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Nonprofit Pop-Up Events Add a Little Spark to Donor Relationships

surprise pop-up events

“Life’s most delicious moments never happen on schedule.”

That’s the opening statement of an article by Elizabeth Wellington in The Philadelphia Inquirer. Elizabeth discussed how to get back the spontaneity that has been lost to COVID-19.

Although society is slowly emerging from the pandemic and restrictions are loosening, most people are proceeding cautiously. You can’t just flip a switch and resume your regularly scheduled programming as if the pandemic didn’t happen.

As a result, impromptu meetings, outings, and moments are still missing. Moments that are memorable for their randomness have largely disappeared. Life is more planned and scheduled than it has ever been.

But that doesn’t mean you can’t bring a little spontaneity back into your life and the lives of your donors.

Donors expect your nonprofit’s emails and social media posts. They expect to receive letters and postcards in the mailbox. They know when your big events are.

What they could really use right now is a dose of the unexpected – something that breaks them out of their routine and puts a smile on their face!

Let’s take a lesson from the teachers and principals across the country.  During the pandemic, they drove by students’ homes and honked their horns to wish them a happy birthday or dropped off treats and goodie bags with school swag. This was a memorable highlight for some students and their parents!

We’re encouraging small nonprofits to engage donors in a fun way with pop-up events – planned by your nonprofit but unexpected and fun for your donors! While these can be virtual events, look for ways to hold a safe pop-up event in person and give people the live interaction they’ve been missing.

Here are just a few examples of possible nonprofit pop-up events.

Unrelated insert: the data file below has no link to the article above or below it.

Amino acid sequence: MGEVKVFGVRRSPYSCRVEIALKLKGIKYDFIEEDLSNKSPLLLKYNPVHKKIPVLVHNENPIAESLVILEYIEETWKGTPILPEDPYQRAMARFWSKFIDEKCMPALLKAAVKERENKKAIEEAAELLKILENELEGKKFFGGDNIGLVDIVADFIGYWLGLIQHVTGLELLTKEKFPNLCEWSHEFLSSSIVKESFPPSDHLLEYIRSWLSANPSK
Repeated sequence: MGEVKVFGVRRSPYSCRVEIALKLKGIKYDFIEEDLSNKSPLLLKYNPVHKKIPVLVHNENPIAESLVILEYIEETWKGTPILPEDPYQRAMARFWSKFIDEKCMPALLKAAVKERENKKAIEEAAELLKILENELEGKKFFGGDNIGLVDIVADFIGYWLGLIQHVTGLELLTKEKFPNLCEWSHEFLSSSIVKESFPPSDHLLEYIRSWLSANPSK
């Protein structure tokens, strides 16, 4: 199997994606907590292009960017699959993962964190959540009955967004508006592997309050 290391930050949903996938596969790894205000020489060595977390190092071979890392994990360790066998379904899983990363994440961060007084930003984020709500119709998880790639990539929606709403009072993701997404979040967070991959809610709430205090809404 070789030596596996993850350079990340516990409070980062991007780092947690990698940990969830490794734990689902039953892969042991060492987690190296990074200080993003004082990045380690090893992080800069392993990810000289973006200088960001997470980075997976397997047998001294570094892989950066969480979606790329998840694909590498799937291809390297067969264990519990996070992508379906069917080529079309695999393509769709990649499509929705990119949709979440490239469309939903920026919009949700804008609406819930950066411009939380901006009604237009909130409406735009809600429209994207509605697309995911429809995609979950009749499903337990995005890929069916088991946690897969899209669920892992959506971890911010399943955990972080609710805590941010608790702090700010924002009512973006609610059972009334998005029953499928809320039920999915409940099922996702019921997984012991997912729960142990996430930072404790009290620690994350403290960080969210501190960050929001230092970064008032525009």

• Pop-up balloons, cards, and small gifts left on the mailboxes of major donors, for no other reason but to say “thank you.”
  • Pop-up birthday wishes, with everyone on your list encouraged to send birthday cards by a certain date to someone who could use the positivity.
  • Pop-up truck stop where you bring a truck to a public park or parking lot for an afternoon and fill it with as many donations (food, toys, coats, pet food, etc.).
  • Pop-up email fundraiser, with a single email used to promote a one-day fundraiser in partnership with a donor or business sponsor that will match all gifts up until a specific deadline.
  • Pop-up children’s character meet-and-greet, with the children of all parents who donate receiving a free photo with a popular character.
  • Pop-up virtual Zoom birthday party held the same day for all the live birthday parties that were missed.
  • Pop-up Ice Cream Social with an Ice Cream Truck ready to give out free ice cream sponsored by donors or the organization.

If your small nonprofit pop-up event is a fundraiser or collection, see if you can provide a gift to every donor, even if it’s just a small promotional item or candy, to show your appreciation. You can also provide personalized thank you gifts based on the information stored in your donor management software.

Share photos and videos on social media while the event is happening or immediately following the event while it’s still fresh in the minds of all who participated! Finally, let people know to keep an eye out for more of your nonprofit’s pop-up events in the future.

The most important part of a pop-up event is to make it a fun surprise! Create the spontaneity that people so desperately need while building stronger relationships with your donors. Give them the one thing they haven’t been able to enjoy for more than a year – something unexpected!